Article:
Angela Bassett shines in this fitting tribute to the late Chadwick Boseman, but Wakanda Forever doesn’t quite live up to the original.
Black Panther was a cultural phenomenon. The film had a ton of style and felt like a fresh take on the Marvel Cinematic Universe. Unfortunately, the untimely passing of Chadwick Boseman has left a hole in the hearts of the cast and crew of Black Panther, and that hole is felt throughout Black Panther: Wakanda Forever. Despite Ryan Coogler’s best efforts, the lightning in a bottle of the first film is absent.
In a vacuum, Black Panther: Wakanda Forever is an above-average Marvel film. It’s only when you compare it to the original film that the shortcomings become clear. While Wakanda Forever is a wonderful tribute to the late Boseman, it lacks the style and culture of the first film. It almost feels as though without Boseman, the heart of the movie has been removed.
Wakanda Forever focuses on the fictional African nation as it mourns the loss of its king and protector. Ramonda (Angela Bassett) is now queen of Wakanda, with Shuri (Letitia Wright) burying her grief in her various science projects. Gone are the playful jabs from Shuri in the first film, as Wakanda Forever is a somber, and much more serious affair. The loss of T’Challa and Boseman has taken a heavy toll.
Things get even worse when a new threat appears in the form of Namor (Tenoch Huerta). While Huerta doesn’t have the physique of someone like Chris Evans’ Captain America, or Chris Hemsworth’s Thor, he plays the part well. Namor is similar to Magneto or Doctor Doom in that there are no limits to what he would do to protect his people.
Rounding out the main characters are Riri Williams (Dominique Thorne), also known as Ironheart, M’Baku (Winston Duke), Okoye (Danai Gurira), Aneka (Michaela Coel), a new addition to the Dora Milaje, and Namor’s top warriors, Namora (Mabel Cadena) and Attuma (Alex Livinalli). Thorne offers a fun preview of what we’ll see from Riri Williams in the upcoming Ironheart series on Disney Plus, but this is clearly not her film. Meanwhile, Okoye, Attuma, and Namora do their best to steal nearly every scene they’re in.
Of course, the true powerhouse among the cast is Angela Bassett’s performance as Queen Ramonda. Overall, Wakanda Forever doesn’t have the Oscar chops of the first film, but Bassett’s performance is easily worthy of a nomination. Bassett carries the film on her back, with the occasional assist from Huerta and Gurira.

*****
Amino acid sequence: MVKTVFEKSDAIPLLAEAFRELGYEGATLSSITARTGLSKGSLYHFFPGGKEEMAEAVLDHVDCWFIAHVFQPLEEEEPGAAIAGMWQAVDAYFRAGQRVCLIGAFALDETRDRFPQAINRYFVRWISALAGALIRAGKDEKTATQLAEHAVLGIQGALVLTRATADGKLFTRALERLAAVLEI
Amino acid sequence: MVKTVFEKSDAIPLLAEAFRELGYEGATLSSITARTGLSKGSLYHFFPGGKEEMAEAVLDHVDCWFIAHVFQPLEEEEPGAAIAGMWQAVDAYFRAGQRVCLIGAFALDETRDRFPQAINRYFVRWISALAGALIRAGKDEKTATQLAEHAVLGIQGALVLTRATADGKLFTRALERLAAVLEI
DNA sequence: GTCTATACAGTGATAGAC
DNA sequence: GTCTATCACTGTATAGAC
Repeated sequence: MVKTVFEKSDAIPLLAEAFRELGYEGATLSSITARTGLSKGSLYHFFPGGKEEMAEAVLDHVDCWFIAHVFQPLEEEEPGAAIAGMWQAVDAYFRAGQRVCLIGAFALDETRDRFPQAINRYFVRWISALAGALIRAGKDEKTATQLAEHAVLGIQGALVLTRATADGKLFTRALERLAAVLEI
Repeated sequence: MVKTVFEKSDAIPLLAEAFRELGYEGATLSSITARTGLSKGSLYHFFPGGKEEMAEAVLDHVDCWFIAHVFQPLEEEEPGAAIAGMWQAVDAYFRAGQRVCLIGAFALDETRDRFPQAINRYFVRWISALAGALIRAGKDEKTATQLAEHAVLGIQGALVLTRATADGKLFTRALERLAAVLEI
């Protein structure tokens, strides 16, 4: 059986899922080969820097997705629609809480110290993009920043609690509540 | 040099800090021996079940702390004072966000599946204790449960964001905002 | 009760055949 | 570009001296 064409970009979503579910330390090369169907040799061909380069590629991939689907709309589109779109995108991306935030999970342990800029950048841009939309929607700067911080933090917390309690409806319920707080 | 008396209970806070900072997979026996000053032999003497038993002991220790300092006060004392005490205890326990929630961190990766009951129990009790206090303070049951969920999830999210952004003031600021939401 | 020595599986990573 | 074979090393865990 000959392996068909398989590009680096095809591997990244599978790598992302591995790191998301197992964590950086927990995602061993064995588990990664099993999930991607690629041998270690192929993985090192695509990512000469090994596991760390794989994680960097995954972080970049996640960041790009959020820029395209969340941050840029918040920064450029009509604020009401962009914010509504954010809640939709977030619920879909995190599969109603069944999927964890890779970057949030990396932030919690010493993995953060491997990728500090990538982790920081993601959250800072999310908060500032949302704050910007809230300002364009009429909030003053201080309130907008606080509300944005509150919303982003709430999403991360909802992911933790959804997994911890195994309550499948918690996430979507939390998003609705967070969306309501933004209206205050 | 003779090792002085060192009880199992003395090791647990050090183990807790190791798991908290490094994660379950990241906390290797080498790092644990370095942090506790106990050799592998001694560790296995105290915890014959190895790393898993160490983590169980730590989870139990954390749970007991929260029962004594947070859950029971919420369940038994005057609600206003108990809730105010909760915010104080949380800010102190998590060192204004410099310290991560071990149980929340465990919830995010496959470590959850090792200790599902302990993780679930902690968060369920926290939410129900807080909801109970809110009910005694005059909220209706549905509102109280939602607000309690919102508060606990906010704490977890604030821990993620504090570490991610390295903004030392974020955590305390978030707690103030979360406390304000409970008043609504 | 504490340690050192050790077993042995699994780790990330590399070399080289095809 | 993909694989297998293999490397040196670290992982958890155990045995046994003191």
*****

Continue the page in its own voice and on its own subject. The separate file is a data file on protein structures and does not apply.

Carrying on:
Director and co-writer, Ryan Coogler, had a difficult task with Wakanda Forever. He wanted to pay tribute to Chadwick Boseman, introduce Riri Williams, Namor and Talocan (the MCU version of Atlantis), and still push the narrative forward for Wakanda and the greater MCU. Clocking in at over two and a half hours, Coogler succeeds, but there are costs to this success.
The pacing in Wakanda Forever isn’t as smooth as it should be. The film comes to a screeching halt when it’s time to walk the audience through Talocan. There are also heavy Iron Man influences that not only take away from the culture of the first film, but aren’t even limited to Ironheart (who uses Stark Tech to create her first suit in the comics). Introducing Namor and Talocan in a Disney Plus series would have freed up some time, and likely fixed the minor pacing issues in the film.
Black Panther: Wakanda Forever fits well into the MCU and is one of the better films in Phase Four, but that’s actually part of the problem. The first film didn’t need or even try to fit into the molding of a typical MCU film. It was clearly still an MCU film, but it was oozing with style thanks in part to the charisma of Boseman’s T’Challa, and also Michael B. Jordan’s Erik Killmonger. While that style isn’t completely lost in Wakanda Forever, it certainly takes a back seat to the more traditional Marvel storytelling machine.
About Black Panther: Wakanda Forever
Synopsis: The people of Wakanda fight to protect their home from intervening world powers as they mourn the death of King T’Challa.
Director: Ryan Coogler
Writers: Ryan Coogler, Joe Robert Cole
Stars: Tenoch Huerta, Angela Bassett, Letitia Wright, Lupita Nyong’o, Danai Gurira, Winston Duke, Dominique Thorne, Martin Freeman
Runtime: 2 Hours, 41 Minutes
Releases: November 11, 2022 (USA)
Bryan Dawson has been writing professionally since the age of 13. He started his career as a video game writer and has since worked for Random House, Prima Games, DirecTV, IGN, AOL, the British Government, and various other organizations. For GNN, Bryan taps into his passion for movies.